The Role of Peasants, Taluqdar and Zamindar : The Revolt of 1857 was an expression of popular resistance of foreign rule. All the peasants, taluqdars and Zamindars participated in it. It is evident from the following points: (i) The annexation of Awadh to the British Empire not only displaced Nawab Wajid Ali Shah but also dispossessed the taluqdars of the region. Earlier, the taluqdars controlled land, forts and power in the countryside. They also enjoyed autonomy as long as they accepted the suzerainty of the Nawab and paid the due revenue. The big taluqdar had about twelve thousand foot soldiers but the small taluqdars had about two hundred foot-soldiers. The British disarmed the taluqdars and destroyed their forts. They undermined their position and authority by adopting a new land revenue policy which was unfavourable to the taluqdars. For example, before the annexation of Awadh, the taluqdars held 67% villages of Awadh under their control. But after the introduction of the British Policy of Summary Settlement, this number had come down to 38%.
(ii) Most of the peasants were not happy as most of them were over-assessed. At some places, the increase in revenue was from 30 to 70%. It resulted in the breakdown of the entire social system.
(iii) Before the arrival of the British, the taluqdars were oppressors. They got a variety of dues from the peasants but they also posed themselves as if they were fatherly-figures. They seemed considerate in times of need. But under the British rule, the peasants were over-assessed regarding the payment of dues. They also had to follow inflexible methods of collection. As all the taluqdars and peasants were loyal to the Nawab, they fought against the British. So there was an intense and long-lasting revolt against the British in Awadh.
(iv) The grievances of the peasants also had an effect on the role of sepoys as most of the sepoys were from rural areas. They got very low salaries and faced difficulty in getting leaves. So they were also discontent and dissatisfied. This aggravated the already tense situation in Awadh.
(v) Whole of the social order was broken down with the dispossession of the taluqdars. The ties of patronage and loyalty were disrupted that had bound the peasants to the taluqdars. Before the Britishers, these taluqdars were oppressors but some of them were seemed to be generous fatherly figures. They extracted a number of dues from the peasants but they also helped them during their bad times. Now, during the British rule, the peasants were directly exposed to over-assessment of revenue and non-flexible methods of revenue collection. Now there was no guarantee that the revenue demand of the state would be reduced or collection postponed in case of crop failure or in the times of hardship. Peasants also had no guarantee that they would get the loan and support in times of festivities which the taluqdars had earlier provided.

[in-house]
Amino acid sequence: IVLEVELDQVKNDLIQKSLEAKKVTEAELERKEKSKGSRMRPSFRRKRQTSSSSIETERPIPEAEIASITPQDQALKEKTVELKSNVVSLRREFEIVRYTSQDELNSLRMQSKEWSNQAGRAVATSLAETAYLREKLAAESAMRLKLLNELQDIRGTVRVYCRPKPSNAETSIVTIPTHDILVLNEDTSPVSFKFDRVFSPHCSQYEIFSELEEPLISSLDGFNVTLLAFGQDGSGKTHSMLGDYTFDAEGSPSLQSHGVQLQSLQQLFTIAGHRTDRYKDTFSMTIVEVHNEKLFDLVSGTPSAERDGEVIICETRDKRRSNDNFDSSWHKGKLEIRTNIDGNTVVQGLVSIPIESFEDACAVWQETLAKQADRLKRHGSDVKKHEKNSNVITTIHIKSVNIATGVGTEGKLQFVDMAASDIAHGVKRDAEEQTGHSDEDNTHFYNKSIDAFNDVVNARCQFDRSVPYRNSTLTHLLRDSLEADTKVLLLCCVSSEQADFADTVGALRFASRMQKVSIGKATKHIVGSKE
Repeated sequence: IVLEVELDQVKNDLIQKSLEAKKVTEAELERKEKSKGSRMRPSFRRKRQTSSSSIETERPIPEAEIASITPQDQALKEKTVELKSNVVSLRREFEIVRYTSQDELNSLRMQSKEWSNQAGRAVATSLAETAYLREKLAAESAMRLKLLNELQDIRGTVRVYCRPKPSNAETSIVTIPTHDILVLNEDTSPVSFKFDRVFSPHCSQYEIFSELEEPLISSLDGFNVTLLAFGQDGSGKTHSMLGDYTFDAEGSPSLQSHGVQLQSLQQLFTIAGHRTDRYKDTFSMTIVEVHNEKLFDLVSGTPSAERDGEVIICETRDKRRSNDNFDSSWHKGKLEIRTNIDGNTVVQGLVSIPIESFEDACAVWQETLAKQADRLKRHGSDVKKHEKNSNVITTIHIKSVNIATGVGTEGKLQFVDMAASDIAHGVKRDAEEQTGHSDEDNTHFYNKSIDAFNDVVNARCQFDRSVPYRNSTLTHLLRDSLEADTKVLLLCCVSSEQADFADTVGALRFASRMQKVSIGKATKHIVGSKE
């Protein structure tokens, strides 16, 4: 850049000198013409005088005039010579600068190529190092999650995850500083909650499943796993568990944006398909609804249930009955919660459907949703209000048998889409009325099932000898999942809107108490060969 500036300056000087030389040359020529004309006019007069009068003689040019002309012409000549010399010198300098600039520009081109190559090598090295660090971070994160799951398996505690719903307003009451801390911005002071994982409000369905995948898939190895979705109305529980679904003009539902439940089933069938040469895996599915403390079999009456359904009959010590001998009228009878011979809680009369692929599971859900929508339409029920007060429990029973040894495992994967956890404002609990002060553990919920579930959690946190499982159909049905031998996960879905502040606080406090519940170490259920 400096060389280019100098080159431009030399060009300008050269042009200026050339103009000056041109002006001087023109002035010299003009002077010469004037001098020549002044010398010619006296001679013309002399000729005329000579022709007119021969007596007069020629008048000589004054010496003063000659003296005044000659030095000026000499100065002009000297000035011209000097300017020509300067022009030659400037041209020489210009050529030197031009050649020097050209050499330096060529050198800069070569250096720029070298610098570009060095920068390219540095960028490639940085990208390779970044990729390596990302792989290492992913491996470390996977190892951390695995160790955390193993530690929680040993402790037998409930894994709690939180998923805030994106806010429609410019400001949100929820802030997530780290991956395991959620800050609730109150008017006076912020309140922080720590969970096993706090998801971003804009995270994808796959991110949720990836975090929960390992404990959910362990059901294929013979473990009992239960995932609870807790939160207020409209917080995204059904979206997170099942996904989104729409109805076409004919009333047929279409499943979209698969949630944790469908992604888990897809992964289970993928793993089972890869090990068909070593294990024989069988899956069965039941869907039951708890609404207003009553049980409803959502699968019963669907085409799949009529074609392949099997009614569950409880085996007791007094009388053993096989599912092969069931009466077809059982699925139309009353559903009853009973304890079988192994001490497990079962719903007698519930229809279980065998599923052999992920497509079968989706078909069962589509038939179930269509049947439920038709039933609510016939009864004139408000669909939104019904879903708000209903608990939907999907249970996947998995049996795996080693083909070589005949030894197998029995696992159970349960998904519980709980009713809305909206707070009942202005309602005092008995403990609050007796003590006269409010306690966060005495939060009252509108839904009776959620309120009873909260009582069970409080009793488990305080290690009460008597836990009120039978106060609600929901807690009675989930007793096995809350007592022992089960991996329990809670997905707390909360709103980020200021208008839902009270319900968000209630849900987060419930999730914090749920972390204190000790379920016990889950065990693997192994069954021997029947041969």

(vi) The resistance was intense and long lasting in the areas like Awadh during the revolt of 1857. Here the fighting was carried on for long by taluqdars and their peasants. Some of these taluqdars were loyal to the Nawab. That is why they joined the wife of the Nawab, Begum Hazrat Mahal. Few of them remained with her even in defeat.

Question 7:

What did the rebels want? To what extent did the vision of different social groups differ?


Who were the Rebels? According to the British officials, the rebels were a group of ungrateful and barbaric people. But in fact, they were patriots who loved their motherland and wanted that the alien rulers should be ousted. They included sepoys and ordinary people. They were not very educated and therefore propagated their ideas and programmes through ishtahars (notifications). They persuaded the people to join revolt against the foreign rulers


What the Rebels Wanted? From the official record of the British Government, it is not clear what the rebels wanted, but every Indian knows that the rebels wanted freedom from the foreign rule. They were against the tyranny and oppression of the infidel and treacherous English people. They thought of the well-being of the common people.

Vision of Different Social Groups : All the rebels of the 1857 uprising came from different social groups. They were queens, kings, nawabs, taluqdars, Zamindars, peasants, sepoys and other ordinary people. Therefore, their methods may have been different but the goal of all was the same, that is, the freedom from the alien rule. It is evident from the following points :
(i) The ordinary people joined hands with the sepoys and attacked the white people. They ransacked their bungalows and burnt their property. They also destroyed and plundered all government buildings like the jail, court, treasury, post office and record office.
(ii) They attacked, looted and killed a large number of Europeans.